Although the effect of fossil-based energy use on growth has been discussed for many years, it has frequently been found that renewable energy sources have been included in recent models. With this in mind, both renewable and non-renewable energy consumption were added to the model of the study as variables. Another variable considered in the model is the globalization index. Dreher (2006), based on the idea that globalization has social and political characteristics in addition to its economic nature, first created a composite index that includes economic, social, and political elements to measure globalization. The globalization index, which was developed at various stages, was based on these three dimensions. Other variables included in the model are GDP, labor, and capital, which represent economic growth.
In the literature, it is seen that many empirical studies have been conducted based on different models and produced from the variables of energy consumption, globalization, and economic growth. These studies, which are generally based on (i) energy consumption and economic growth, (ii) globalization and economic growth, and (iii) energy consumption and globalization relations, vary according to the way the subject is handled. In some studies, the effects of variables on economic growth, and in some studies, the effects on energy consumption have been taken into account. While the effects of non-renewable energy sources are mainly taken into account in the energy consumption variable, recent studies also take into account the effects of renewable energy sources. In the literature, the dimensions of globalization have been shaped over time. In earlier studies, trade and foreign direct investments were used as proxies of globalization, but the necessity of emphasizing not only the economic aspect of globalization but also its social and political dimensions made the globalization variable a multidimensional index that also includes economic, social, and political elements.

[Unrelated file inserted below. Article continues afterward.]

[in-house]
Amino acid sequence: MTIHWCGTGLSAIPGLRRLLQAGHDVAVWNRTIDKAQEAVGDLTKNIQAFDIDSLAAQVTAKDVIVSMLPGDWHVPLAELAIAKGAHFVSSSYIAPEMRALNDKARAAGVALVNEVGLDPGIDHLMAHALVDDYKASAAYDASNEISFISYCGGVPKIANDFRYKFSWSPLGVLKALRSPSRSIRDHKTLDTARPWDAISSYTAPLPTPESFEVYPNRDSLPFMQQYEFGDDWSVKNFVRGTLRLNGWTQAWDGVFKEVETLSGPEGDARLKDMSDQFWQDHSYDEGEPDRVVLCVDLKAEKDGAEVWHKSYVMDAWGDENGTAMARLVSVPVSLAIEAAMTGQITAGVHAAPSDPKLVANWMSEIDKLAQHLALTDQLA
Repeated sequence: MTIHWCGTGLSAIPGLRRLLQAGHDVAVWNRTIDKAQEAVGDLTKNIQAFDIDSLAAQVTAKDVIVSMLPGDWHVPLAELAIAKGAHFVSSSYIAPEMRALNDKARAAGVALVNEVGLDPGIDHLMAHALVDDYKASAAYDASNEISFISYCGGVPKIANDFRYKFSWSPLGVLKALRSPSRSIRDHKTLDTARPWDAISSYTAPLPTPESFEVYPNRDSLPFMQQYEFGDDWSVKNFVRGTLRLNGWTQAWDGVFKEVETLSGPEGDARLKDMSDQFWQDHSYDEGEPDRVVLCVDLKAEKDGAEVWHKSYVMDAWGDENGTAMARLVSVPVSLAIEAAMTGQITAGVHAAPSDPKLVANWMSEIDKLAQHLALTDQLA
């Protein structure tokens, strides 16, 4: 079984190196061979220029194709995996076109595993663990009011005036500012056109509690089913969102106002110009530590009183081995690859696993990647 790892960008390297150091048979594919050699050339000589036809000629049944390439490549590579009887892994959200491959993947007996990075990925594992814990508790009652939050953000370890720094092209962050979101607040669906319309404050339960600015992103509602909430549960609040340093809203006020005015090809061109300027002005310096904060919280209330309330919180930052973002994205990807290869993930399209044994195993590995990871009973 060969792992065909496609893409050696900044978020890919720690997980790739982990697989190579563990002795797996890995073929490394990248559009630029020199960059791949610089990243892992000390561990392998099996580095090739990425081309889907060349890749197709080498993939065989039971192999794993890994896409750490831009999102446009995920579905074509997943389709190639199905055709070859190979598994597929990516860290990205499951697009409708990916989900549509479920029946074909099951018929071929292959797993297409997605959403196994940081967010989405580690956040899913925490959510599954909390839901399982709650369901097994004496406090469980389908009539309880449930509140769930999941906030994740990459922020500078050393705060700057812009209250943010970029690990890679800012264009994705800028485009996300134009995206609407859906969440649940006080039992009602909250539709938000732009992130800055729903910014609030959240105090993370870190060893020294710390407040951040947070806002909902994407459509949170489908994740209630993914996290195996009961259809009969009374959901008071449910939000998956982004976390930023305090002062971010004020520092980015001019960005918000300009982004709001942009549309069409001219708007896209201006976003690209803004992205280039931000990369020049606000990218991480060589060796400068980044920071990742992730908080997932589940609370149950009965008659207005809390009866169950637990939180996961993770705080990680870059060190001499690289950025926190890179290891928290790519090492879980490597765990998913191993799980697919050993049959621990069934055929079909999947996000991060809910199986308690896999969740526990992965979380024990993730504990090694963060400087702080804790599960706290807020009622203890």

In this study, in which panel data techniques were used, it was determined that there is a bidirectional causality relationship between both renewable and non-renewable energy consumption and economic growth, according to the findings obtained from the Dumitrescu and Hurlin (2012) causality test. This finding confirms the “feedback hypothesis” in the theoretical literature. Another finding is that there is a bidirectional causality relationship between globalization and economic growth.
These findings show that generally renewable and non-renewable energy consumption, globalization, and economic growth are the causes of each other. The economic growth that emerges as a result of the production activities carried out in the specified period for the 15 emerging market economies also needs the energy input used in these production activities to a large extent, and the energy input used also increases the output and triggers economic growth. The ability of these emerging market economies, which have an average income of 8,500 dollars, to reach the levels of developed countries depends on their rapid economic growth. In this case, it is possible to predict that fossil-based energy consumption will continue. However, it is essential for sustainable economic growth that these countries switch to renewable energy by supporting the sectors operating in the field of green and clean energy. Fossil-based energy sources have a certain period of use.
At the same time, this study supports the idea that globalization is also related to economic growth. From this point of view, it would not be wrong to say that integrations in economic, social, and political fields establish a tight network with economic growth and energy consumption. The policy proposal that can be drawn from this study is to continue to consume non-renewable energy at certain levels - for continued economic growth- provided that the weight of use of renewable energy is increased in a planned and gradual way in emerging market economies.